So she was pretty worried about me when she found out my newlywed wife was starting grad school right after we got married. She based this on her own experiences, and told me she was concerned about the possibility of my wife divorcing me after I supported her through grad school. My wife found this understandably offensive- her education was being paid by a grant, and if she wasn’t living with me married she would have continued to be living with her family like she did when she was in undergrad.

With the amount of income tax we got from filing jointly, plus her stipend, it was basically like she was working a low-paying job. Now she graduated and she makes much more than me, which takes off a lot of pressure from me to work lots of overtime (since we can make more money working less hours collectively now). So I think it is a fair trade.

My husband worked extra so I could get my BSN, then sox months later he quit work and started school full time. I still have student loan debt, because even with his overtime we didn’t make enough to support us and pay for school, school extras, keep the 2nd car running, etc. I was so glad I made enough money nursing that we didn’t have to borrow for him to get his degree.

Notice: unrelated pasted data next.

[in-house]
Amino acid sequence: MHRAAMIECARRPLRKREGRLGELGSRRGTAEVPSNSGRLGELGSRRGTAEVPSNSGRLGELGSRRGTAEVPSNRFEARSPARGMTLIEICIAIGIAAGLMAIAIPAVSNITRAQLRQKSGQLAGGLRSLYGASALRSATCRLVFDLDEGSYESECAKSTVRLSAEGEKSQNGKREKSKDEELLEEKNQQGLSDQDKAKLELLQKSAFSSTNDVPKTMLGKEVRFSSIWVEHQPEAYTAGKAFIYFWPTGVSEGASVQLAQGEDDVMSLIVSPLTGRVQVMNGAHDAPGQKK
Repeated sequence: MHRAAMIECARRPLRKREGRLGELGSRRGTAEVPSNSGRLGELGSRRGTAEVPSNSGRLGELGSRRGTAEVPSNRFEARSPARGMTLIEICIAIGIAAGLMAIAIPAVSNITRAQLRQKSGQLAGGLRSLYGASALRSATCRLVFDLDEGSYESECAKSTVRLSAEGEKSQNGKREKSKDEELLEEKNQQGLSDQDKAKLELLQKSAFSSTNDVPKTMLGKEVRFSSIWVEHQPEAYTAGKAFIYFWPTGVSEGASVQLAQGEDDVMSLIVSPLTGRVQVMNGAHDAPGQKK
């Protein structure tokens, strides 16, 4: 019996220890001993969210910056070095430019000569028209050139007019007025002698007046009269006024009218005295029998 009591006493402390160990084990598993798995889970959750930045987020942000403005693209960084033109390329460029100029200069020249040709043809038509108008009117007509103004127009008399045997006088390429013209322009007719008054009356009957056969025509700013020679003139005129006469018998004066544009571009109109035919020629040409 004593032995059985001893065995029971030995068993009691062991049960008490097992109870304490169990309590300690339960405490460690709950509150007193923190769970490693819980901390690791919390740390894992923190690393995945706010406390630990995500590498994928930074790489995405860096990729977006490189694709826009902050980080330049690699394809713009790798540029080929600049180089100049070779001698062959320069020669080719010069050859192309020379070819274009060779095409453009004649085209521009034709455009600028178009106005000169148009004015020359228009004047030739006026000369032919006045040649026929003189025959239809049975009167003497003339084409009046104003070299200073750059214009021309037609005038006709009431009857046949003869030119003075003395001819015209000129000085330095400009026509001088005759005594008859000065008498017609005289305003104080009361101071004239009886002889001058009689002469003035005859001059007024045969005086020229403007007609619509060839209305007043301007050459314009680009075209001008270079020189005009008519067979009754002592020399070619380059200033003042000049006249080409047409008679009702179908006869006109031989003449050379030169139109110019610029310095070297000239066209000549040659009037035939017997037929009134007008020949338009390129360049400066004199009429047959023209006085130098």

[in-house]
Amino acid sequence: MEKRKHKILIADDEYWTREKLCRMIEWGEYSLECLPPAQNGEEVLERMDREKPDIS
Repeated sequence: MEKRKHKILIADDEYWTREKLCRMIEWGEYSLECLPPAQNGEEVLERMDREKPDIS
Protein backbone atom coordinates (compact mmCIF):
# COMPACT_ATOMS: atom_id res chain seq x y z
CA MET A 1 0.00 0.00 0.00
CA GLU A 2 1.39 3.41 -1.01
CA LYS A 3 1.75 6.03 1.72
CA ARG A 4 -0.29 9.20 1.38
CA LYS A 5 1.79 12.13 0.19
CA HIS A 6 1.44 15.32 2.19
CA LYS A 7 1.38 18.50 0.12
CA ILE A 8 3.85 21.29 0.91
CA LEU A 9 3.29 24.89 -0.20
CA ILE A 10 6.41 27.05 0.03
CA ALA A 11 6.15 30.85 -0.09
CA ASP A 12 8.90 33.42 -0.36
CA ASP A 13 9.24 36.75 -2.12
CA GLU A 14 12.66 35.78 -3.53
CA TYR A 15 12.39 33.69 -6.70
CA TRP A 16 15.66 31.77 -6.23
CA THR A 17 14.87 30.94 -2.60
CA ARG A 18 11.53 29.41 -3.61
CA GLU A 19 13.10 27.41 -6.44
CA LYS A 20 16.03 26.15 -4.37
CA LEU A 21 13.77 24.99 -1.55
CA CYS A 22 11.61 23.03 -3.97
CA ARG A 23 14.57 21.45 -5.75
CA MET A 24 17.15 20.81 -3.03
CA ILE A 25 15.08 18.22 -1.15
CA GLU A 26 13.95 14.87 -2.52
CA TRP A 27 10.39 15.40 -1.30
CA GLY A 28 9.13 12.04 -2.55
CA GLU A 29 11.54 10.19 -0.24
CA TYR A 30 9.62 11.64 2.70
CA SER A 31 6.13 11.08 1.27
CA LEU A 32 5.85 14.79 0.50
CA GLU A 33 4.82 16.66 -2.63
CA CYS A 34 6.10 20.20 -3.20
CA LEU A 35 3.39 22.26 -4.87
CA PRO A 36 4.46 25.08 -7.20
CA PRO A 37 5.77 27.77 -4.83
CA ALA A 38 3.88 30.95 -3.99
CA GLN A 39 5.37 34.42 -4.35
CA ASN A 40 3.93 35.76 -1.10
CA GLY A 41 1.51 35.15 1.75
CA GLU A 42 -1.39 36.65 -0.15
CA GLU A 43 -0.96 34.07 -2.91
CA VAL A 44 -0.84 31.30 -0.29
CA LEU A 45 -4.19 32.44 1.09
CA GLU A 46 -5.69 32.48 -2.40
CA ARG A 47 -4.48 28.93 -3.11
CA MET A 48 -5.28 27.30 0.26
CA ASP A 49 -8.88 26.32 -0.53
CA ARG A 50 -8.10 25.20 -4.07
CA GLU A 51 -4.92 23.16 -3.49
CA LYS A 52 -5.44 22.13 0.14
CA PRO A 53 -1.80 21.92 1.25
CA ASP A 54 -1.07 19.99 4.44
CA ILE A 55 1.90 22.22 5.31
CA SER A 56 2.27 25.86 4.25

OTOH, I always maintained family insurance and he invested in retirement. I would be seriously pissed to find myself put out in the cold when that time comes.

I know quite a few doctors that hit mid forties and dump the practice family and start a new one. Probably no higher than the general pop, as it seems like the majority* of people my age are on their 2nd (at least) marriage. There’s always some feeling of ‘I gave up blah blah for you, and all I got was this stupid t-shirt’.

*im referring to people I know personally, and not the whole world.

In some states, including New York, I believe, a professional degree obtained while married is considered a marital asset. As such when a divorce occurs, a valuation of the future income that degree will generate is part of the calculation of the divorce settlement.

So trading in your spouse that helped you obtain that degree for a newer different model, can be very costly.